An interesting portrait

©Neil Turner/TSL. Sanjit Bunker Roy - founder of The Barefoot College in his native Rajasthan in 1984 is also heavily involved in the Global Rainwater Harvesting Organisation. Photographed at the Said Business Centre at Oxford University .

©Neil Turner/TSL. Sanjit Bunker Roy – founder of The Barefoot College in his native Rajasthan in 1984 is also heavily involved in the Global Rainwater Harvesting Organisation. Photographed at the Said Business Centre at Oxford University .

Whilst looking for an image to demonstrate a specific point to a group of NCTJ Photojournalism students I re-discovered this portrait of a charming businessman and philanthropist that I shot back in March 2006 for The Times Higher Education Supplement. The point that I was making was actually about histograms but I wanted to say a little more here about why I liked this picture so much at the time I shot it.

Firstly, he was a really nice man who gave me the time to shoot a small range of images. He was happy to chat, happy to be directed and trusted me to do my job. You would think that the majority of people would react the same way when being photographed by a professional but that is sadly not how it is. I was delighted that, despite being a businessman, he was wearing something a lot more interesting than a grey or navy suit. I got the distinct impression that he had cultivated an image and that he was very happy with it.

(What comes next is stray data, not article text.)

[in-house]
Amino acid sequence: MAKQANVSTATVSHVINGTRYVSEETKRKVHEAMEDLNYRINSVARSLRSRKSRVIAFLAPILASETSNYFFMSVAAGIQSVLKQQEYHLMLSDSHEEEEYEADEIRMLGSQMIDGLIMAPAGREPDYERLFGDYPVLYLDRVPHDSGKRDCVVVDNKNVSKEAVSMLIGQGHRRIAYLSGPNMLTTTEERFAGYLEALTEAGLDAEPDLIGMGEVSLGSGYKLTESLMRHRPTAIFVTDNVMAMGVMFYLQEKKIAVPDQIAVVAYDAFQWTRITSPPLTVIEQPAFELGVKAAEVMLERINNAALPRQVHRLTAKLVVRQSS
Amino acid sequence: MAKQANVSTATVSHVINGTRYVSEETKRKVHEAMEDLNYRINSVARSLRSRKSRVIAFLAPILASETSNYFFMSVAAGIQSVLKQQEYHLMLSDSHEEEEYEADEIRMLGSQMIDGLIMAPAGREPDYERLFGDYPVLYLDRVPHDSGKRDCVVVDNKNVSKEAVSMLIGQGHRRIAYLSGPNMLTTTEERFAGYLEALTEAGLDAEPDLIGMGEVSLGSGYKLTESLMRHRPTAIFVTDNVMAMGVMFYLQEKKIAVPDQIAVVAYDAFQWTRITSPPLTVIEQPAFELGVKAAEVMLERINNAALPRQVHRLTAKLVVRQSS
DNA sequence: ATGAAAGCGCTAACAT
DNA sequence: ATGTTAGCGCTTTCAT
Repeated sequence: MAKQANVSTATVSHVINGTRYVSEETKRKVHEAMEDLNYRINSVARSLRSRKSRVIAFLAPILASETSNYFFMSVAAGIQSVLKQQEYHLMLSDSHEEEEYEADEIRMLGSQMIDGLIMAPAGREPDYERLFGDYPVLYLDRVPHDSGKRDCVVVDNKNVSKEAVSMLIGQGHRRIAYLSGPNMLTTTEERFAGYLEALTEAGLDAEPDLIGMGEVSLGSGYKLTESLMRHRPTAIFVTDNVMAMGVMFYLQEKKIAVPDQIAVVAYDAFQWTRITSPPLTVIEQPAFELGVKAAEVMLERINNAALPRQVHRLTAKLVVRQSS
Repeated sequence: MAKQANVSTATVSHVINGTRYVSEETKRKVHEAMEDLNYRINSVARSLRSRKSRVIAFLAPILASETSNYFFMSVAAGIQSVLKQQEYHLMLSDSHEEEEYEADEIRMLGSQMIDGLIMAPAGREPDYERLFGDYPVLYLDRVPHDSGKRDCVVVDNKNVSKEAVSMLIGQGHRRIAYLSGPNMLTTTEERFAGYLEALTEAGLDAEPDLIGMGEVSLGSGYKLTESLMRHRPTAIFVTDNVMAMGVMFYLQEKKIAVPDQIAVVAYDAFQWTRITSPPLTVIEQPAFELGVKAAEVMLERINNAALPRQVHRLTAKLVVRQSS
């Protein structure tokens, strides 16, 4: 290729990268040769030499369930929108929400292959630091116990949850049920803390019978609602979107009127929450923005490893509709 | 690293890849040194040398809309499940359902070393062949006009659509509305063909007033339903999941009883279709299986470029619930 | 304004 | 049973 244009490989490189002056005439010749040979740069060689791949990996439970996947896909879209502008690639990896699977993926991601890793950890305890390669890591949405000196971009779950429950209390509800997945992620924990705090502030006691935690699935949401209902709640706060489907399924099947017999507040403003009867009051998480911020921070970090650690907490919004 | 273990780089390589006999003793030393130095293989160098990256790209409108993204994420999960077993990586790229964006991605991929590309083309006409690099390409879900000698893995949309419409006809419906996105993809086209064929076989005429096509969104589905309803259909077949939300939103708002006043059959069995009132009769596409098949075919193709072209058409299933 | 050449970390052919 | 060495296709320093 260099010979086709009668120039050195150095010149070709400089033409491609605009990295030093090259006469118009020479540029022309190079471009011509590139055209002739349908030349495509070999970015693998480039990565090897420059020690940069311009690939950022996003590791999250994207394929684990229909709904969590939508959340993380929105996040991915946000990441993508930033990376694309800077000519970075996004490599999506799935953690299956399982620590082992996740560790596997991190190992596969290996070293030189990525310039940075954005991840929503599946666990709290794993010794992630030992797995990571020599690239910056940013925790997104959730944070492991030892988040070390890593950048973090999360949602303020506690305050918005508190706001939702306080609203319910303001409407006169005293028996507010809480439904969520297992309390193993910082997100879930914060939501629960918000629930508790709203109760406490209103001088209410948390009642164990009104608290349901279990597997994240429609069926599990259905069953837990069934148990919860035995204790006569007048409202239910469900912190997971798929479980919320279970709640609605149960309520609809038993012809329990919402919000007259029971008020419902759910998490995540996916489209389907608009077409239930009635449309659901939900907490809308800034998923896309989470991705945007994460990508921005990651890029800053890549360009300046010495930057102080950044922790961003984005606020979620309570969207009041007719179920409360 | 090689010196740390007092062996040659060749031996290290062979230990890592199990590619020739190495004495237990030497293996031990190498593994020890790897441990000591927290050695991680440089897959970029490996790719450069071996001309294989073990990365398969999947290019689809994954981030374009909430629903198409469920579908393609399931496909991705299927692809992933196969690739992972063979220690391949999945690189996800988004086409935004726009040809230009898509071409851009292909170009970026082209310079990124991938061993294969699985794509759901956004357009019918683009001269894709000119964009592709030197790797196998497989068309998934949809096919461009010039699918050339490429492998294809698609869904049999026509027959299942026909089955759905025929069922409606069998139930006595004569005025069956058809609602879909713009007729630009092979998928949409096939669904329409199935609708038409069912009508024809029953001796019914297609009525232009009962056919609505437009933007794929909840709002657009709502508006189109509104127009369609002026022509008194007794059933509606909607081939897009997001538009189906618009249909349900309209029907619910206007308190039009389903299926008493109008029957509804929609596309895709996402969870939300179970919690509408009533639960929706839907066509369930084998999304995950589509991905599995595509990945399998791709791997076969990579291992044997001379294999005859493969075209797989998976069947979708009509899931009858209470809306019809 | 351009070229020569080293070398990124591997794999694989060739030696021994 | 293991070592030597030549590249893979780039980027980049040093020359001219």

My second point is the degree to which I had to mix ambient light, the sky and my own flash. I couldn’t do too much to balance the sky and the lighting around the quadrangle but I had to get the balance between the subject and the ambient just right and I ended up allowing the walkway to the left of the frame go a lot darker than I’d originally intended so that the depth of the blue in the sky was exactly as I’d wanted it. Looking back, I was always keen to see the lighting balance on the screen on the camera and I often shot two versions of a picture with differing balances so that I could choose when looking at it on a decent sized screen in the edit. These days, the screens on cameras are so much better and you get a far better impression of how the photograph will look on the LCD.

My third and final point about this portrait is the way that it applies the old “rule of thirds” in an unusual way. Yes he is almost exactly one third of the way into the frame from the left (classic composition) but his body is facing out of the frame (not classic composition) and everything on the right hand side of the frame isn’t much more than decorative.

I think that the light, the tones and the colours all add up to an interesting and very usable portrait – one that I remember enjoying taking. I also remember the speed with which I had to offload the images over a slightly dodgy GPRS mobile connection. But what about the histogram? The students who were at the lecture would tell you that I spent a lot of time comparing good, bad and ugly histograms and explaining what they all meant before admitting that I rarely, if ever, look at them myself! I know that in certain circles that would be a heretical thing to admit but all photographers have to have some sort of rebellion in them.

Techie stuff: Canon EOS1D MkII, Canon 16-35 f2.8L lens at 16mm, ½ second at f8 on ISO 200 with a Lumedyne Signature series flash with no light modifier. Canon CR2 RAW file converted using Adobe Photoshop.

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